Nichols House Museum Tour Celebrates 1920s Fashion

The Nichols House Museum invites guests to ring in the 2020s by stepping back in time 100 years with an after-hours tour that explores its collection of 1920s women’s fashion garments and clothing accessories.

“Nichols after Dark: 1920s Fashion,” which comes to the museum at 55 Mount Vernon St. tonight and tomorrow, Thursday and Friday, Jan. 30 and 31, from 6 to 8 p.m., promises to be an event that will appeal to the fashion- and history-lovers alike, with gin cocktails to follow.

“The 1920s is always associated with glamour, so there’s really no way of getting away from that,” said Elizabeth Weisblatt, dress and textile historian for the Nichols House Museum, as well as the National Society of the Colonial Dames, which is loaning several costume items to the exhibit. “This was really the first time in history when women got out into the workforce and needed a wardrobe for that…. and also when it was becoming readily available to go to department stores, but that doesn’t diminish from having clothes made at home sort of as a balance.”

The exhibit will showcase, among other items, a 1923 evening gown designed by Callot Soeurs – one of the era’s leading fashion-design houses.

“It’s Egyptian-inspired because it was designed shortly after the discovery of King Tut’s tomb,” said Weisblatt, who will serve as the tour guide for the exhibit. “Archeological discoveries and other issues of a social nature begin showing up in fashion around this time.”

Also on display will be a rare offering from Weisblatt’s own personal collection – a 1924 hat manufactured by Lane Bryant, a longstanding, national chain that specializes in clothing for “plus-sized” women.

And the amount of pride and care women of this era took in their wardrobes should be readily apparent upon viewing the exhibit.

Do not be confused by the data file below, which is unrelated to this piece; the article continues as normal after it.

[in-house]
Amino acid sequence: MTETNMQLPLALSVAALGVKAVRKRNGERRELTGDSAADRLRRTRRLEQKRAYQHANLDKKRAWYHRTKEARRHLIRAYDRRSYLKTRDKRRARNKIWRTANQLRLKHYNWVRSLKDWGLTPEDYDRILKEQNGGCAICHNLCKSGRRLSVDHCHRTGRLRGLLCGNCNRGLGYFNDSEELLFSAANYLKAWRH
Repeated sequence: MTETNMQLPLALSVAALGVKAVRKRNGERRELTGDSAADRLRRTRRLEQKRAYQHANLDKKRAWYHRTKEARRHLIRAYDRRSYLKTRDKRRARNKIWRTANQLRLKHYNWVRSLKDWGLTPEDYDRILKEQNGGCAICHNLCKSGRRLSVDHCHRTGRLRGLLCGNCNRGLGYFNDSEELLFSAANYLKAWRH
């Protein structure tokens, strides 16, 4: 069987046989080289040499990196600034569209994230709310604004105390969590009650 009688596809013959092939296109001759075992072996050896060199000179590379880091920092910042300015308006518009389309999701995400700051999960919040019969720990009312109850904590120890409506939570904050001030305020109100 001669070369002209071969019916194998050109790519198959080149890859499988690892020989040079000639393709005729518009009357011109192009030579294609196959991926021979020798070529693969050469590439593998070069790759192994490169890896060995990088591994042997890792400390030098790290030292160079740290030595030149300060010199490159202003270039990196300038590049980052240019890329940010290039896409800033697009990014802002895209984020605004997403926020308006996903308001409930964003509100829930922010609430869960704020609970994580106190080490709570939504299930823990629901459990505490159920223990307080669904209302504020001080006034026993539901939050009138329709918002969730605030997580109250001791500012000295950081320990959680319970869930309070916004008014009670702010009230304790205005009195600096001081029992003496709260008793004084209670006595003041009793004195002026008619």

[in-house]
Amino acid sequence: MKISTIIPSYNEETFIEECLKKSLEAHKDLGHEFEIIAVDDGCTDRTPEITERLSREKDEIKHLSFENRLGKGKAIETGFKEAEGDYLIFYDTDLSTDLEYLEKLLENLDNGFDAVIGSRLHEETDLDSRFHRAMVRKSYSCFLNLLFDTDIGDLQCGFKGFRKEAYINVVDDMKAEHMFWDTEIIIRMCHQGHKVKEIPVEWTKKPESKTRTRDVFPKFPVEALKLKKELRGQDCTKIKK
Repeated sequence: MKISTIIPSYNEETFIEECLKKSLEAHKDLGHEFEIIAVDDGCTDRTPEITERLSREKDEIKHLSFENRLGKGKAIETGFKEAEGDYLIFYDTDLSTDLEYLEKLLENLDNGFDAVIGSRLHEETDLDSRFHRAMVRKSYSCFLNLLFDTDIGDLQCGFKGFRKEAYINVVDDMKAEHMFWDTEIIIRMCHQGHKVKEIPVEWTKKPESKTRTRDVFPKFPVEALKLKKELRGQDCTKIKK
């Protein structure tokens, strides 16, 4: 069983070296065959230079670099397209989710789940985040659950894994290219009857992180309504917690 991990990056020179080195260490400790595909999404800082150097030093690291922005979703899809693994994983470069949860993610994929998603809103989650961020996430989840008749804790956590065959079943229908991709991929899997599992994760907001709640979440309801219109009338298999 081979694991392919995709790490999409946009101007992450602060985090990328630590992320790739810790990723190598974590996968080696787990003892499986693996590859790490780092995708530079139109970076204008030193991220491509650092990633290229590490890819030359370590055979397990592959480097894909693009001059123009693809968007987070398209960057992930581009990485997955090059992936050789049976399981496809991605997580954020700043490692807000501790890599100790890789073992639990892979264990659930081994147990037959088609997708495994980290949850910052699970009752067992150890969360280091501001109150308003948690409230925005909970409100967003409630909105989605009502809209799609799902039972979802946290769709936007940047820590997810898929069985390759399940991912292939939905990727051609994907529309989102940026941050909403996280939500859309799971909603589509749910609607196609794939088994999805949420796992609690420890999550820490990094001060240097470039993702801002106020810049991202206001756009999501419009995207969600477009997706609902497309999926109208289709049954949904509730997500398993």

“There was more time put into clothing then, whether it was for a secretary or someone going out to a formal ball,” Weisblatt said. “The level of care and quality and almost devotion you’d see show how women then were constantly repairing things; it wasn’t just ‘throw-out’ fashion.

 “There are mending marks in the stockings, which really shows the life of garment, as well as the care put into it by the person who wore it and how much it mattered to them,” Weisblatt added.

Laura Cunningham, the Nichols House Museum’s curator of collections and education, said this exhibit highlights not only evening wear and high style, but also everyday clothing worn by working women of the era.

“Dress says so much about cultural values and how we see ourselves in the world,” Cunningham said. “This [exhibit] is a way for us to celebrate the new decade by thinking about what people wore and how they went about their daily lives.

“It’s one of the most robust program on fashion history we’ve offered to date and one that I’m personally very excited about,” Cunningham added. “And it’s also just another way to engage audiences, which is always a main priority for the Nichols House Museum.” Tickets are $35 general admission and $25 for Nichols House Museum members

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